This is a big question facing the Cardinals, and I don't readily know the answer they're going to have because past attempts haven't really done it. Consider what they did entering this season:
-- Traded for Arenado.
-- Re-signed Wainwright.
-- Re-signed Molina.
These would seem to be three moves the fans would welcome, would draw out the ticket sales. They also had Simmons number retirement, Herzog bobblehead, and giveaways related to star players -- legit star players -- like the three players mentioned above as well as Flaherty and Goldschmidt.
As any of that spurred ticket sales?
We do need context here. The Cardinals were not clear to open for full capacity until June, when the season was in a freefall. So, they never really sold full tickets when the team was in first and Arenado was the draw, or Wainwright, or Molina. And when they did open up full, look at the schedule they had -- it wasn't Cubs/Cardinals as Wrigley had when it opened full, it was Miami. It was a soft point in the schedule. It was daily double of a team in a losing stretch with opponents that don't usually draw in a 100-win, MV3 season.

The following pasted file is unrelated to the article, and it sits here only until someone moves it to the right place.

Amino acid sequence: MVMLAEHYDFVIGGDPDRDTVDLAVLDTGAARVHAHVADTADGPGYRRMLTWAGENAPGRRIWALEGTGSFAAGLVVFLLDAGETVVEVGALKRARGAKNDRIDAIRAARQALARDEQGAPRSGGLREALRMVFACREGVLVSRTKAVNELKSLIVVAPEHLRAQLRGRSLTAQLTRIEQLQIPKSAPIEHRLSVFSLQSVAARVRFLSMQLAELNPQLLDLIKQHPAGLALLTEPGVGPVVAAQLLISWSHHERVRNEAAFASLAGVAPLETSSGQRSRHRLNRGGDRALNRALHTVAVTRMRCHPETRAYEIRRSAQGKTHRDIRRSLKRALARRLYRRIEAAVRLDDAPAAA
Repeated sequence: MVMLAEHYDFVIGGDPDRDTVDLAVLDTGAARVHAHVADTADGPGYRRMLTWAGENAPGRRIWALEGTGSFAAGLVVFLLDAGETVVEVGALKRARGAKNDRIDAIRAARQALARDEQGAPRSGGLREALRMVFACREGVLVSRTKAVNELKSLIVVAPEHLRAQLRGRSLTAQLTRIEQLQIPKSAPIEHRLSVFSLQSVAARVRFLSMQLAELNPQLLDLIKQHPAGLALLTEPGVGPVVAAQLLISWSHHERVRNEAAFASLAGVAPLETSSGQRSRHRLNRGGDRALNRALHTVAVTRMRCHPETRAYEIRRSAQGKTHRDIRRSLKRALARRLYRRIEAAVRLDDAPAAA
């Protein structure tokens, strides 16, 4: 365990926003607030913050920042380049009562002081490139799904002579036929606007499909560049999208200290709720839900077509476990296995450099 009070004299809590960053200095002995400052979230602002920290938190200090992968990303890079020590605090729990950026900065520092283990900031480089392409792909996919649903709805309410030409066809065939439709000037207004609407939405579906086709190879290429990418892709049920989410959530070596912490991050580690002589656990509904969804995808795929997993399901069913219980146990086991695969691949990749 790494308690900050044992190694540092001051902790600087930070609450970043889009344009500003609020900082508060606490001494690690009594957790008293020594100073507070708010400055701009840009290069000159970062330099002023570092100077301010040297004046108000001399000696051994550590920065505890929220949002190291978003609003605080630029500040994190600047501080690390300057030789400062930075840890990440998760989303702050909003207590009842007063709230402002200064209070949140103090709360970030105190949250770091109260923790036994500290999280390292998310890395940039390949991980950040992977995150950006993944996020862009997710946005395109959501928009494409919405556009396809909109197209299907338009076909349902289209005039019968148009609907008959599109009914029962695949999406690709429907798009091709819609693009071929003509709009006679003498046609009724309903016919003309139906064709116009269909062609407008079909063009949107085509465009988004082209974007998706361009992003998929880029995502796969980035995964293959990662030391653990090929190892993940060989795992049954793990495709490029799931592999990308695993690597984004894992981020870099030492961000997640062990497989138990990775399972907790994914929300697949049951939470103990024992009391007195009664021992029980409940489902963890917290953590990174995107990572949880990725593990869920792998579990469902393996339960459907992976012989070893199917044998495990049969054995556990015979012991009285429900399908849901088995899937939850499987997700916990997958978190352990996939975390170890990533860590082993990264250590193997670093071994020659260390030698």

There has to be a lesson/signal there, right?
Leading indicators for ticket sales sure seem to be, in some order:
-- Time, day, month of the game.
-- Cardinals current trends, style of play.
-- Cardinals' place in the standings.
Well, the Cardinals think they have an excellent schedule to sell for 2022. And they're already seeing some excitement based on that. Cubs for labor day. Later opening day at home (better weather, fewer April dates). Yankees coming to town. A chance to load up the Orioles series with Browns themed moments/giveaways/throwback uniforms. So, if the opponents are more appealing and the time/day/month is more appealing, they can focus on how to generate more buzz and excitement for the product on the field.
If adding Arenado didn't do that ... Can they really believe a free-agent signing will?